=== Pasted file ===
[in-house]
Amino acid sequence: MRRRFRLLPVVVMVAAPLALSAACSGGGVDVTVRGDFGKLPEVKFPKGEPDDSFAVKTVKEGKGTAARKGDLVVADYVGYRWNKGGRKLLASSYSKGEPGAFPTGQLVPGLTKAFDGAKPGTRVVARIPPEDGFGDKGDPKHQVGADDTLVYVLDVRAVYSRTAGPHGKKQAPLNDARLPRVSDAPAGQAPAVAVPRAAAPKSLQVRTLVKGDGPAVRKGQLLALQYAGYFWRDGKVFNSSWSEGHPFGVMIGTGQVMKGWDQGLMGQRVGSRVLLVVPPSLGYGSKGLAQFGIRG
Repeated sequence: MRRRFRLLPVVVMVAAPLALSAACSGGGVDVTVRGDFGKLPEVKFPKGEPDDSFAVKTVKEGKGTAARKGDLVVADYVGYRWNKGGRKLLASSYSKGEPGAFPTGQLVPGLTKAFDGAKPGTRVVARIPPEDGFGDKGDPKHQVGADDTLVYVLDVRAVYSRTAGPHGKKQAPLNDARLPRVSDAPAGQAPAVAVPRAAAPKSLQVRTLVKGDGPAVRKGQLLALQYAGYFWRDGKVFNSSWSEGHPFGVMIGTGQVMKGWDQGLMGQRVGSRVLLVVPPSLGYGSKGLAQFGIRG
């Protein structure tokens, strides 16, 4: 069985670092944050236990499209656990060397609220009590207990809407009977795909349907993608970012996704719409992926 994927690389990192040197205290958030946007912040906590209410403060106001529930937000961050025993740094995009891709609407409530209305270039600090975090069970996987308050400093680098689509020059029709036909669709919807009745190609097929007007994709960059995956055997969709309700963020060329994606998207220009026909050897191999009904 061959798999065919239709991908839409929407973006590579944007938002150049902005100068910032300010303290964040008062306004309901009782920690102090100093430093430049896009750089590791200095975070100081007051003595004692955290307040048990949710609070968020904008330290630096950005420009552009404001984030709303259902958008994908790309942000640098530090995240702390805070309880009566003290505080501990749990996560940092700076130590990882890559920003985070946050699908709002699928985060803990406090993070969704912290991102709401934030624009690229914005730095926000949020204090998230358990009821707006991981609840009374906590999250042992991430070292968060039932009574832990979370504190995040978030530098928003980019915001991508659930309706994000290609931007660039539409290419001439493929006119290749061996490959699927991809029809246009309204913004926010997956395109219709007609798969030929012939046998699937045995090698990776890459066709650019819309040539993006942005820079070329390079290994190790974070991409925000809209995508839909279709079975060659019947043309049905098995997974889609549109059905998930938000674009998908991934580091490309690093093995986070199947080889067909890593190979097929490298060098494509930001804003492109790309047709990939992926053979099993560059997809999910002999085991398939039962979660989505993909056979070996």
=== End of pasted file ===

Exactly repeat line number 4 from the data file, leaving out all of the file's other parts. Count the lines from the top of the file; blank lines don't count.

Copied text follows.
């Protein structure tokens, strides 16, 4: 069985670092944050236990499209656990060397609220009590207990809407009977795909349907993608970012996704719409992926 994927690389990192040197205290958030946007912040906590209410403060106001529930937000961050025993740094995009891709609407409530209305270039600090975090069970996987308050400093680098689509020059029709036909669709919807009745190609097929007007994709960059995956055997969709309700963020060329994606998207220009026909050897191999009904 061959798999065919239709991908839409929407973006590579944007938002150049902005100068910032300010303290964040008062306004309901009782920690102090100093430093430049896009750089590791200095975070100081007051003595004692955290307040048990949710609070968020904008330290630096950005420009552009404001984030709303259902958008994908790309942000640098530090995240702390805070309880009566003290505080501990749990996560940092700076130590990882890559920003985070946050699908709002699928985060803990406090993070969704912290991102709401934030624009690229914005730095926000949020204090998230358990009821707006991981609840009374906590999250042992991430070292968060039932009574832990979370504190995040978030530098928003980019915001991508659930309706994000290609931007660039539409290419001439493929006119290749061996490959699927991809029809246009309204913004926010997956395109219709007609798969030929012939046998699937045995090698990776890459066709650019819309040539993006942005820079070329390079290994190790974070991409925000809209995508839909279709079975060659019947043309049905098995997974889609549109059905998930938000674009998908991934580091490309690093093995986070199947080889067909890593190979097929490298060098494509930001804003492109790309047709990939992926053979099993560059997809999910002999085991398939039962979660989505993909056979070996």